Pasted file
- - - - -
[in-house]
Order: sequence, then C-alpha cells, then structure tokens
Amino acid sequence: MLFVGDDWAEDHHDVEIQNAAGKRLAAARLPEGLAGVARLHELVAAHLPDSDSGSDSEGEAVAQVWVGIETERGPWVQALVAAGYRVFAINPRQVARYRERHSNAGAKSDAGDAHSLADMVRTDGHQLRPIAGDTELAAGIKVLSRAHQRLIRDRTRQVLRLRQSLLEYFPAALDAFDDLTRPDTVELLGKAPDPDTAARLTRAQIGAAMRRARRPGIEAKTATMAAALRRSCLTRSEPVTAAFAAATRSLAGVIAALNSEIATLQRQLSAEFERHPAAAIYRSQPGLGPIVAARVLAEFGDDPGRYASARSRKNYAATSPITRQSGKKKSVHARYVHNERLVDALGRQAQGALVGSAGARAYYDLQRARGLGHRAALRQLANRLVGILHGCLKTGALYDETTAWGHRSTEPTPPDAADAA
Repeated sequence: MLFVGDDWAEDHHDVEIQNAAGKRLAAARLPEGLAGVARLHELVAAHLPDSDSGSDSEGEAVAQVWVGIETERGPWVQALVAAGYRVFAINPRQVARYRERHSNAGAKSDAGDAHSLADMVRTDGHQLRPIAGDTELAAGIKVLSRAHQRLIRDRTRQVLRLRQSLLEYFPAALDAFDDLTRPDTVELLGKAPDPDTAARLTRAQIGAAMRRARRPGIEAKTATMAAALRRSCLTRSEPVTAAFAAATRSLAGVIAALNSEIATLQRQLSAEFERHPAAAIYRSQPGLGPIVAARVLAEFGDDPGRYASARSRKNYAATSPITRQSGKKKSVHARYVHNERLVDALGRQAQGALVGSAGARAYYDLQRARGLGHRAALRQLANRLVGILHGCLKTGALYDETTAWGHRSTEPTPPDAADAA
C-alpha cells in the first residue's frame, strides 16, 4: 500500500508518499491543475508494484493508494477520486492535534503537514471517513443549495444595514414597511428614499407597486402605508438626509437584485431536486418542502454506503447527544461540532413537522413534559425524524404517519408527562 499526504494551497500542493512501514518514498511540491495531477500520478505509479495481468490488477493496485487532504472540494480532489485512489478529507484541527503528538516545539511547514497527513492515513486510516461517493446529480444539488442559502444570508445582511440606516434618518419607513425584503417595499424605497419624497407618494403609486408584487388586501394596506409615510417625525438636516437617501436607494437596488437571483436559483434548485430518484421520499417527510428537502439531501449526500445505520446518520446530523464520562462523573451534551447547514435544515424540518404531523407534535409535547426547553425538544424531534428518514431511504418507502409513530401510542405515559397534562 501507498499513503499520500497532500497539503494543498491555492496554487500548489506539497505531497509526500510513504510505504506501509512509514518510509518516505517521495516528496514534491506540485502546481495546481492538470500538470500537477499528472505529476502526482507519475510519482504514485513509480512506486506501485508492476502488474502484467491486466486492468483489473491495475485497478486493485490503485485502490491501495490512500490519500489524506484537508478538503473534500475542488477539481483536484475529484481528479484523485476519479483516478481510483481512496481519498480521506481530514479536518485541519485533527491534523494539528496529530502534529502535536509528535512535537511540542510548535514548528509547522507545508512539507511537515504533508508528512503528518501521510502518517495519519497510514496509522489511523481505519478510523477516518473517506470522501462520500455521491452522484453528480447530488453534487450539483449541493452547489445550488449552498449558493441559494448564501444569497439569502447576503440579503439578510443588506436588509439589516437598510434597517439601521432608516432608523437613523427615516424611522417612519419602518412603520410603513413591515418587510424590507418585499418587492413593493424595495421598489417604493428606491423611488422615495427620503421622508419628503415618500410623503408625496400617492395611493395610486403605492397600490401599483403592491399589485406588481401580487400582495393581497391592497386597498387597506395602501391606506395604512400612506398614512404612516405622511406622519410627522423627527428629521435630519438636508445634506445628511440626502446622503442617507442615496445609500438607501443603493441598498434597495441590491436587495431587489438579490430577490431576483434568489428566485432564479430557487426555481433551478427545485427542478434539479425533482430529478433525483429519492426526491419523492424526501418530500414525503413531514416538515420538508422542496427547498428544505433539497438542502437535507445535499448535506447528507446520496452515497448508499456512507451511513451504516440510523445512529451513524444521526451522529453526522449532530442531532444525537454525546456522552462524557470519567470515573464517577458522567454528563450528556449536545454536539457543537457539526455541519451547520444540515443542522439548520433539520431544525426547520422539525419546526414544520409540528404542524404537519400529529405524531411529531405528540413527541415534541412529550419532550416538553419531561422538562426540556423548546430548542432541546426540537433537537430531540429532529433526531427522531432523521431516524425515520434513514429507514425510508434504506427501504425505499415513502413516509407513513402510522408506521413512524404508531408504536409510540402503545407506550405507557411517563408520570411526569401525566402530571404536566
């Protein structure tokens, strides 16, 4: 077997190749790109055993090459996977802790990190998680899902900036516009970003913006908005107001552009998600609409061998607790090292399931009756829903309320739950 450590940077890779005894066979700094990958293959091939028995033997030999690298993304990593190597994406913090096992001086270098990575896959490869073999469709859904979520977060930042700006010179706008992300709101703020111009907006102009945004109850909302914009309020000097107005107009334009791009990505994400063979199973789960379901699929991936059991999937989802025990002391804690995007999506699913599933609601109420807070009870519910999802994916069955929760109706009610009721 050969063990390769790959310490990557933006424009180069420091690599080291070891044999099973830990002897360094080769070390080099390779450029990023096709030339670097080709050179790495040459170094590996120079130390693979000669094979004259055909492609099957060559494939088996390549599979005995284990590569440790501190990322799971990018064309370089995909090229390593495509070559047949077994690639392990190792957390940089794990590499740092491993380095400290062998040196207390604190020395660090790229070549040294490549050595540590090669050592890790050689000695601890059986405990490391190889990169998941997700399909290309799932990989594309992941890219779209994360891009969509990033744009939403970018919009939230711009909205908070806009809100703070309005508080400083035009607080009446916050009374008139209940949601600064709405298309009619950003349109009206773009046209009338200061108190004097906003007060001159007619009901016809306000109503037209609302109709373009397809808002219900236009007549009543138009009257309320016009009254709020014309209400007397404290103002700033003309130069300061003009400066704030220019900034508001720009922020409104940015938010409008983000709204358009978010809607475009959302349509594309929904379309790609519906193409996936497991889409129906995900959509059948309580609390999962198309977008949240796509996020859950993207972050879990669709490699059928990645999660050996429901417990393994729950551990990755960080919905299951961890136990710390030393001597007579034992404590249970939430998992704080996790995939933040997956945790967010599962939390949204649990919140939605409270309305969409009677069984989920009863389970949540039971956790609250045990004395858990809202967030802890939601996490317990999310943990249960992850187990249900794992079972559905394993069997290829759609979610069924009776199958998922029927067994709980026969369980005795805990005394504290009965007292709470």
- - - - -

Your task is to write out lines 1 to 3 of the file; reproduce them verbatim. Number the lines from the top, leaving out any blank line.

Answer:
[in-house]
Order: sequence, then C-alpha cells, then structure tokens
Amino acid sequence: MLFVGDDWAEDHHDVEIQNAAGKRLAAARLPEGLAGVARLHELVAAHLPDSDSGSDSEGEAVAQVWVGIETERGPWVQALVAAGYRVFAINPRQVARYRERHSNAGAKSDAGDAHSLADMVRTDGHQLRPIAGDTELAAGIKVLSRAHQRLIRDRTRQVLRLRQSLLEYFPAALDAFDDLTRPDTVELLGKAPDPDTAARLTRAQIGAAMRRARRPGIEAKTATMAAALRRSCLTRSEPVTAAFAAATRSLAGVIAALNSEIATLQRQLSAEFERHPAAAIYRSQPGLGPIVAARVLAEFGDDPGRYASARSRKNYAATSPITRQSGKKKSVHARYVHNERLVDALGRQAQGALVGSAGARAYYDLQRARGLGHRAALRQLANRLVGILHGCLKTGALYDETTAWGHRSTEPTPPDAADAA